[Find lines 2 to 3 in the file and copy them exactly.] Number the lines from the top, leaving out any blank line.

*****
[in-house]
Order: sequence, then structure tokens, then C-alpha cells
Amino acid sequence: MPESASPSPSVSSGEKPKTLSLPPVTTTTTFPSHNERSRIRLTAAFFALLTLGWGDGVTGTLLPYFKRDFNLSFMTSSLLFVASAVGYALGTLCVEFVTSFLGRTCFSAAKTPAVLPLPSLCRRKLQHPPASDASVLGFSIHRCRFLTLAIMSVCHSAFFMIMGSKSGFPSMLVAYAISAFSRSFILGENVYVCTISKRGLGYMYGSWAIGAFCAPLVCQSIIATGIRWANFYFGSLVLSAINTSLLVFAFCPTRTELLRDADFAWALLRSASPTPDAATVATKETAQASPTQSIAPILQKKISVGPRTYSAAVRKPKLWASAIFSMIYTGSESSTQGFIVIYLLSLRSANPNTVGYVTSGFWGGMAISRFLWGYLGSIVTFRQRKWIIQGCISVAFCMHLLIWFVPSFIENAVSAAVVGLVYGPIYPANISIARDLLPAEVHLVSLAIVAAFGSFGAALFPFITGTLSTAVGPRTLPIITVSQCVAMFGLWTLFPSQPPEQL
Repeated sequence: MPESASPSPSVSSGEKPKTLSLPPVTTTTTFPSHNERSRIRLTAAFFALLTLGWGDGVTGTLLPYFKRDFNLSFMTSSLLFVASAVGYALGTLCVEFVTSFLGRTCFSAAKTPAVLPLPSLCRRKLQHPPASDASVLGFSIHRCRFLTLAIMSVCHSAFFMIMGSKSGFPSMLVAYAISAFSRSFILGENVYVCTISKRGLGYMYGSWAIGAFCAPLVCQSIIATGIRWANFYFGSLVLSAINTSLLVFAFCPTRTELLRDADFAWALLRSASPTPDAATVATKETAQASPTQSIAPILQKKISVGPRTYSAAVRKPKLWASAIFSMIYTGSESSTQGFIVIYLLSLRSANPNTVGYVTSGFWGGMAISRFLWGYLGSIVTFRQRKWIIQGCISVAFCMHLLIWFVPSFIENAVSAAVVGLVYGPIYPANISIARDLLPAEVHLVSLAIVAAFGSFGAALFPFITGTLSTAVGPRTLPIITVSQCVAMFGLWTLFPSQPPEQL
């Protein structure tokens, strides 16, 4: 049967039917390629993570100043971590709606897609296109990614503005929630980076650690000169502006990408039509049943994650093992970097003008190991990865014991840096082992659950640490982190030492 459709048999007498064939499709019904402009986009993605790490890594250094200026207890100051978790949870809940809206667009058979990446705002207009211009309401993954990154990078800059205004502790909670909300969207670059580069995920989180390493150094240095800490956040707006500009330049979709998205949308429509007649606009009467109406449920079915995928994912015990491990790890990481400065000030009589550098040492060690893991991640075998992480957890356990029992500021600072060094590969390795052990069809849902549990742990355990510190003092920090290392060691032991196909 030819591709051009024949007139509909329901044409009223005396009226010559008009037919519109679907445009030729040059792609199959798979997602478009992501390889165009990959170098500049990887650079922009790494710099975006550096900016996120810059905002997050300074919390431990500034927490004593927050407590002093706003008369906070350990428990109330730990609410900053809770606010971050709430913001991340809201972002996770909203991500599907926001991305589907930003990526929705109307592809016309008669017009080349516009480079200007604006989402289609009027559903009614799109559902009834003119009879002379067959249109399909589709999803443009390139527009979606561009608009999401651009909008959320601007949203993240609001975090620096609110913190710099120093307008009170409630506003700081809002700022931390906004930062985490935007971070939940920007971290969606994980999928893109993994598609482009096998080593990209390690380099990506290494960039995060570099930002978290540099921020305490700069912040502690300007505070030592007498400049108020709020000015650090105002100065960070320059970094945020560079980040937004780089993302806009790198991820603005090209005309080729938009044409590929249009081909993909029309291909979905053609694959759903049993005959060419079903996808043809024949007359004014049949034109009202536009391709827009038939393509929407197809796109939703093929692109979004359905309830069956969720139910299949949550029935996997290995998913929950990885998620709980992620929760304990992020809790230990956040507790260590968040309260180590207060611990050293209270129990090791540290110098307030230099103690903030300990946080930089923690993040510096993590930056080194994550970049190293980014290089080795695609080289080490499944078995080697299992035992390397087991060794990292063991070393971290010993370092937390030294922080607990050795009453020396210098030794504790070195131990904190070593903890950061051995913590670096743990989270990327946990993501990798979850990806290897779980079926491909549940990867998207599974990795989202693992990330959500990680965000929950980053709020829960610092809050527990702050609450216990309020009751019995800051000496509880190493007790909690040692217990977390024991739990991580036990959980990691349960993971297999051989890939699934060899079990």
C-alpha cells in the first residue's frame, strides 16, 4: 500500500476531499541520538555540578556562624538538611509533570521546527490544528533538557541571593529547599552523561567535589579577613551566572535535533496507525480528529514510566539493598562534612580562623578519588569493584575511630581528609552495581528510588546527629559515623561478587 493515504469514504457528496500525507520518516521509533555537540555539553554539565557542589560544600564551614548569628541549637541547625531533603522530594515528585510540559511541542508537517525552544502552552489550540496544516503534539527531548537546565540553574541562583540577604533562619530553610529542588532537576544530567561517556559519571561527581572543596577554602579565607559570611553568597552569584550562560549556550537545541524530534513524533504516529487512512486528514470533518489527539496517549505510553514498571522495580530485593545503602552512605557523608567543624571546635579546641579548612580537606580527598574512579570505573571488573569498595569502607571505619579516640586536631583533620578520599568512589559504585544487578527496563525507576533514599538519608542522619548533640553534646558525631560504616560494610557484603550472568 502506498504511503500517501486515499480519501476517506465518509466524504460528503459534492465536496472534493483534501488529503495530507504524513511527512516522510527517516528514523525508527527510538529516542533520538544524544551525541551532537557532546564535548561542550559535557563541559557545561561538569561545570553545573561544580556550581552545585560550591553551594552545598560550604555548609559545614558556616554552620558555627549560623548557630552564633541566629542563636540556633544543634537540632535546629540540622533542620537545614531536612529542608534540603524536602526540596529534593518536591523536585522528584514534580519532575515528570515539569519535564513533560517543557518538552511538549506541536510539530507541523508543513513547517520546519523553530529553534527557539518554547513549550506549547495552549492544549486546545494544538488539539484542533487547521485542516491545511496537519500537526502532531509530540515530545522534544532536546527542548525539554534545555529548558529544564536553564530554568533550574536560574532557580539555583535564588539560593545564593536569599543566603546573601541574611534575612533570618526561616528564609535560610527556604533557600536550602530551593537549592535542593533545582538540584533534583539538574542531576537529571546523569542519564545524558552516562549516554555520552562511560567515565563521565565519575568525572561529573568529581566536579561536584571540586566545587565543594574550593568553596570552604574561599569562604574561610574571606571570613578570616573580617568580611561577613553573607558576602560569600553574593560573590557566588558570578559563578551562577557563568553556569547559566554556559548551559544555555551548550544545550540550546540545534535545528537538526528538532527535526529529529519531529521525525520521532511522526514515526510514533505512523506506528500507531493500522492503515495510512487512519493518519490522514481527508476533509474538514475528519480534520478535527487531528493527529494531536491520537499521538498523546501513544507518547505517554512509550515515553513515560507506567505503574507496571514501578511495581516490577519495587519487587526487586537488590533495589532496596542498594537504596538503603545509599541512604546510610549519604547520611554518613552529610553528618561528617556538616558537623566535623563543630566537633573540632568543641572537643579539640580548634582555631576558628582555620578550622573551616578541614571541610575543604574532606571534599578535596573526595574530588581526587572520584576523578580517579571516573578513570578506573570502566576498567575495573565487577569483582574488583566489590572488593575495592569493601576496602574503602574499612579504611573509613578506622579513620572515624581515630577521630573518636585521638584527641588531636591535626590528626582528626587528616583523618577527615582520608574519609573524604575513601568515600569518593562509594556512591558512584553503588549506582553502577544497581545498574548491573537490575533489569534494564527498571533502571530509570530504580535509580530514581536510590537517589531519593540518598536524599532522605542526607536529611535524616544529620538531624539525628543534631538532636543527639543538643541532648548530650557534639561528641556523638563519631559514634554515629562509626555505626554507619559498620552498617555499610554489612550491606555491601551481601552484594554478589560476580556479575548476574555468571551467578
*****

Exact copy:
Order: sequence, then structure tokens, then C-alpha cells
Amino acid sequence: MPESASPSPSVSSGEKPKTLSLPPVTTTTTFPSHNERSRIRLTAAFFALLTLGWGDGVTGTLLPYFKRDFNLSFMTSSLLFVASAVGYALGTLCVEFVTSFLGRTCFSAAKTPAVLPLPSLCRRKLQHPPASDASVLGFSIHRCRFLTLAIMSVCHSAFFMIMGSKSGFPSMLVAYAISAFSRSFILGENVYVCTISKRGLGYMYGSWAIGAFCAPLVCQSIIATGIRWANFYFGSLVLSAINTSLLVFAFCPTRTELLRDADFAWALLRSASPTPDAATVATKETAQASPTQSIAPILQKKISVGPRTYSAAVRKPKLWASAIFSMIYTGSESSTQGFIVIYLLSLRSANPNTVGYVTSGFWGGMAISRFLWGYLGSIVTFRQRKWIIQGCISVAFCMHLLIWFVPSFIENAVSAAVVGLVYGPIYPANISIARDLLPAEVHLVSLAIVAAFGSFGAALFPFITGTLSTAVGPRTLPIITVSQCVAMFGLWTLFPSQPPEQL